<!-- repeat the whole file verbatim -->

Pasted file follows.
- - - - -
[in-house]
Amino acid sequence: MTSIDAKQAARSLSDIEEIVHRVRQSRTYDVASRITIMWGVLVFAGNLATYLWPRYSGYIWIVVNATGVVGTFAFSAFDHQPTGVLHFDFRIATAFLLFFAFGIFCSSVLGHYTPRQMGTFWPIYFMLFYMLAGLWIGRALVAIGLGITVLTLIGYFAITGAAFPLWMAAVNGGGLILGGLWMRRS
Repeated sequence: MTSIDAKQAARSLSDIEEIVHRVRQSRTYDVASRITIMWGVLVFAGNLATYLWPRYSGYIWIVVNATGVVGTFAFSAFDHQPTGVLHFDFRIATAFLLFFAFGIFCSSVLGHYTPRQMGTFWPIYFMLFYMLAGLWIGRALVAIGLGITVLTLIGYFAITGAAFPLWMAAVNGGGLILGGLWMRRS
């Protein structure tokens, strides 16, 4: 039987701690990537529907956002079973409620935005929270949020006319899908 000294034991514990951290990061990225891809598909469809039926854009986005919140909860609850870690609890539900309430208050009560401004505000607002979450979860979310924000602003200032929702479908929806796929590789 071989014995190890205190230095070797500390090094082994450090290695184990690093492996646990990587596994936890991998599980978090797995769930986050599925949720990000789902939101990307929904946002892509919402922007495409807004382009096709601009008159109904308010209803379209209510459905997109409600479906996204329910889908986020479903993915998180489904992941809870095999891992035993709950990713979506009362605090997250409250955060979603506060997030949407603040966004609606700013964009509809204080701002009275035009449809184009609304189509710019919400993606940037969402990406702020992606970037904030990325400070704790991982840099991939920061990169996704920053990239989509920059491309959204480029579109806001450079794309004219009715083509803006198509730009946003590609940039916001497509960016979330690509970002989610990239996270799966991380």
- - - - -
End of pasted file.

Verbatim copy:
[in-house]
Amino acid sequence: MTSIDAKQAARSLSDIEEIVHRVRQSRTYDVASRITIMWGVLVFAGNLATYLWPRYSGYIWIVVNATGVVGTFAFSAFDHQPTGVLHFDFRIATAFLLFFAFGIFCSSVLGHYTPRQMGTFWPIYFMLFYMLAGLWIGRALVAIGLGITVLTLIGYFAITGAAFPLWMAAVNGGGLILGGLWMRRS
Repeated sequence: MTSIDAKQAARSLSDIEEIVHRVRQSRTYDVASRITIMWGVLVFAGNLATYLWPRYSGYIWIVVNATGVVGTFAFSAFDHQPTGVLHFDFRIATAFLLFFAFGIFCSSVLGHYTPRQMGTFWPIYFMLFYMLAGLWIGRALVAIGLGITVLTLIGYFAITGAAFPLWMAAVNGGGLILGGLWMRRS
């Protein structure tokens, strides 16, 4: 039987701690990537529907956002079973409620935005929270949020006319899908 000294034991514990951290990061990225891809598909469809039926854009986005919140909860609850870690609890539900309430208050009560401004505000607002979450979860979310924000602003200032929702479908929806796929590789 071989014995190890205190230095070797500390090094082994450090290695184990690093492996646990990587596994936890991998599980978090797995769930986050599925949720990000789902939101990307929904946002892509919402922007495409807004382009096709601009008159109904308010209803379209209510459905997109409600479906996204329910889908986020479903993915998180489904992941809870095999891992035993709950990713979506009362605090997250409250955060979603506060997030949407603040966004609606700013964009509809204080701002009275035009449809184009609304189509710019919400993606940037969402990406702020992606970037904030990325400070704790991982840099991939920061990169996704920053990239989509920059491309959204480029579109806001450079794309004219009715083509803006198509730009946003590609940039916001497509960016979330690509970002989610990239996270799966991380």